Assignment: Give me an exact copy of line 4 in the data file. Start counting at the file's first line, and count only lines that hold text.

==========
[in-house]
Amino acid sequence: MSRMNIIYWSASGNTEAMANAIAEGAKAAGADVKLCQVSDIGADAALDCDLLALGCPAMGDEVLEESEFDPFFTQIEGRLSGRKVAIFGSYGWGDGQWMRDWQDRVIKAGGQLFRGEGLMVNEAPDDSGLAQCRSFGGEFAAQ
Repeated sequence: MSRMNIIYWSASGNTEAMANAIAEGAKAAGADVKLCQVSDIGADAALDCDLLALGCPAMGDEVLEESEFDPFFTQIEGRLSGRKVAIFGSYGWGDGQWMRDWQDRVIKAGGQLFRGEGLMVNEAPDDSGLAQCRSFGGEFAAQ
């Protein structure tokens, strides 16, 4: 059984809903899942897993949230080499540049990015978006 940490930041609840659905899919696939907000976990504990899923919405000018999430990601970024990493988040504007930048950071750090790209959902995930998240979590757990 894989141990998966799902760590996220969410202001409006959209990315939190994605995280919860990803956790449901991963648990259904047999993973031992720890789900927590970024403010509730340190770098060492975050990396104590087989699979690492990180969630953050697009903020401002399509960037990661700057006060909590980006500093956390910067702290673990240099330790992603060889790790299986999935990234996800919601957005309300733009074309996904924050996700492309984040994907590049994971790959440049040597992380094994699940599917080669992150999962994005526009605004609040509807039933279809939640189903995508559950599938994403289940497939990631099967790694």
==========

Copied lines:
């Protein structure tokens, strides 16, 4: 059984809903899942897993949230080499540049990015978006 940490930041609840659905899919696939907000976990504990899923919405000018999430990601970024990493988040504007930048950071750090790209959902995930998240979590757990 894989141990998966799902760590996220969410202001409006959209990315939190994605995280919860990803956790449901991963648990259904047999993973031992720890789900927590970024403010509730340190770098060492975050990396104590087989699979690492990180969630953050697009903020401002399509960037990661700057006060909590980006500093956390910067702290673990240099330790992603060889790790299986999935990234996800919601957005309300733009074309996904924050996700492309984040994907590049994971790959440049040597992380094994699940599917080669992150999962994005526009605004609040509807039933279809939640189903995508559950599938994403289940497939990631099967790694």